Over the years, the way the world has gotten its news has changed. From the time of the town criers shouting the news in the courthouse square all the way through to the digital age where many community members find their news online or through their smartphones one thing has not changed_the public’s desire and need to be informed.

Thomas Jefferson once said, “Where the press is free and every man able to read, all is safe.”

Jefferson looked to newspapers to bridge the gap between citizens and their government and to keep the citizens informed of what their government was doing. He believed a nation that practices self-government is dependent on an enlightened and educated citizenry and therefore, a press that is free to investigate and criticize the government was absolutely essential.

Since the founding of our country, many laws have been enacted that not only protect the freedom of the press but also dictating how government is to conduct its business so that citizens may remain informed.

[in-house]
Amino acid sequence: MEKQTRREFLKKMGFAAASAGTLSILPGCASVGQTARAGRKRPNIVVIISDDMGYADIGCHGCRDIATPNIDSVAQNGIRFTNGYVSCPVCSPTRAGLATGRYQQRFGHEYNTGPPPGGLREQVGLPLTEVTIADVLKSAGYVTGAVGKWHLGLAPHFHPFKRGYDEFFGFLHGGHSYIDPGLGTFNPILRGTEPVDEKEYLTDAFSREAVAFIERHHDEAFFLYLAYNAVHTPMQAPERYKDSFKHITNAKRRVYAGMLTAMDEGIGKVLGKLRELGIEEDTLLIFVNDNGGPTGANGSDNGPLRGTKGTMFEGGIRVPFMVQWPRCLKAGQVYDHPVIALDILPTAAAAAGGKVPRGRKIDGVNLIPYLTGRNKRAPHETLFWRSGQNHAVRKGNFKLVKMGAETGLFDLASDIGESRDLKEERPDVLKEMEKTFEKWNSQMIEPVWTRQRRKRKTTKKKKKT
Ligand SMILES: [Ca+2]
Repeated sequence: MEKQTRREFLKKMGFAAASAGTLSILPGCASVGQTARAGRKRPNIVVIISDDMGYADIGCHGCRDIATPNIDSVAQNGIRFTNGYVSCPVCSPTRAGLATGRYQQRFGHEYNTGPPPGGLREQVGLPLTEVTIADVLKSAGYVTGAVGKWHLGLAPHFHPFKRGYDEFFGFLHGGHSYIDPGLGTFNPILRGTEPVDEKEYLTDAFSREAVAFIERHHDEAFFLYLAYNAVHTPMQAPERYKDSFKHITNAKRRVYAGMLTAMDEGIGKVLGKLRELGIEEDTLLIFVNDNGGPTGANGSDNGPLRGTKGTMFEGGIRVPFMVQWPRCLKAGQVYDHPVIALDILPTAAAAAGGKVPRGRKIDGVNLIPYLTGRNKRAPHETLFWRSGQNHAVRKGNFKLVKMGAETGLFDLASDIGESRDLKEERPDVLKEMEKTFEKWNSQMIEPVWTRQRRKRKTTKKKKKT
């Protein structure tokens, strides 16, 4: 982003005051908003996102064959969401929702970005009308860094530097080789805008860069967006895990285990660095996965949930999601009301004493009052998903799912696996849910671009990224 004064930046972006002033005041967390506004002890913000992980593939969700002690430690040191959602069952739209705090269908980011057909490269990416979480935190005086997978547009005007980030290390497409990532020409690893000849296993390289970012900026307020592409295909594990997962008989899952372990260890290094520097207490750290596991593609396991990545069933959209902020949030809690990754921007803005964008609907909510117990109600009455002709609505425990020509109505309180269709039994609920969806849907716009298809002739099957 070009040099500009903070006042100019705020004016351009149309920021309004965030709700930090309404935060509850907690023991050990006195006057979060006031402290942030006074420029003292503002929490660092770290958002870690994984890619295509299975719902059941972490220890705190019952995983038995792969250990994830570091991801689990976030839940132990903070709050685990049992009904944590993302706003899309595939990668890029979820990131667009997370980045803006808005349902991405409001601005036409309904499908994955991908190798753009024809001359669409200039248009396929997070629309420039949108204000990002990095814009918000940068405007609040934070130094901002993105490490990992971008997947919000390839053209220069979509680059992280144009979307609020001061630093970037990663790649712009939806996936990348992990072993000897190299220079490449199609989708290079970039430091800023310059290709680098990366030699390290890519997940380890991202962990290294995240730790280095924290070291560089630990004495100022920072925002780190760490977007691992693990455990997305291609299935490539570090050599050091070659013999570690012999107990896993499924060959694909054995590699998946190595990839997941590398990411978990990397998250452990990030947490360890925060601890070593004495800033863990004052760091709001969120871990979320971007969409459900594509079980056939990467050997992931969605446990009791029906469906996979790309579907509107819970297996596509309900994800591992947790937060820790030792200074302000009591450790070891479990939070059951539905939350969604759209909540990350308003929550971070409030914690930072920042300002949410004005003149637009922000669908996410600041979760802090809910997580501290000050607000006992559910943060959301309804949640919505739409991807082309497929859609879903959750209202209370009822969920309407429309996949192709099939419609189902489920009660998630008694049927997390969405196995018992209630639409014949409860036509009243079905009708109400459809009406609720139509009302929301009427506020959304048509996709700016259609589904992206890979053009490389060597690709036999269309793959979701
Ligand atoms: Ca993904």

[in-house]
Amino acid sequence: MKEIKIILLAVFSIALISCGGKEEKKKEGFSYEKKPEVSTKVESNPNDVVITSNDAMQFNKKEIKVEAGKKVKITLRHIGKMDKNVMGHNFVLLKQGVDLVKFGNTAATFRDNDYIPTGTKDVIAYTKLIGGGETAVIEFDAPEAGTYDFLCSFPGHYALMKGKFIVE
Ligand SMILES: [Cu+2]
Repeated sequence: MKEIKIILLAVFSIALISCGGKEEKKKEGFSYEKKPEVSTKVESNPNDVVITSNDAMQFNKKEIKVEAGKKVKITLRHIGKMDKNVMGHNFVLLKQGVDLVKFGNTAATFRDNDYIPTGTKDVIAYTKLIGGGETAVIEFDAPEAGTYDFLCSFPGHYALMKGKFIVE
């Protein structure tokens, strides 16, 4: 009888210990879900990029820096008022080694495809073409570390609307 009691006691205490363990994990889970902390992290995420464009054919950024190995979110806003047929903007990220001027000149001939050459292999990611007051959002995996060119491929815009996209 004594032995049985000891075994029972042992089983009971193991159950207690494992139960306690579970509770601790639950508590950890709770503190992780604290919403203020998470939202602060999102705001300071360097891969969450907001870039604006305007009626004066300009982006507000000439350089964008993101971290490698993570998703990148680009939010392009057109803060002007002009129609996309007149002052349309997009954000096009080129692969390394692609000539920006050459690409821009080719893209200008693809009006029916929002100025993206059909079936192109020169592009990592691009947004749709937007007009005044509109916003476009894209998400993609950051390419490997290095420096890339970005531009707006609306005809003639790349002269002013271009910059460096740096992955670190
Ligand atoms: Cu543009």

With the passing of the Bill of Rights, the U.S. Constitution protects the freedom of the press through the First Amendment.

In addition to federal protections, many states have also enacted constitutional protections and laws related to a free press and the conducting of government business.

Here in Tennessee, the state legislature also saw the need and benefit in such protections. The Tennessee Code Annotated, in Title 8, Chapter 44, Part 1 states the following: “The general assembly hereby declares it to be the policy of this state that the formation of public policy and decisions is public business and shall not be conducted in secret.”

Those words are the opening statement to the Tennessee Open Meetings Act, more commonly known as the “Sunshine Law.” The act underscores the idea that Tennesseans have a legal presumption of open government in their Constitution and separate laws related to open meetings and public records.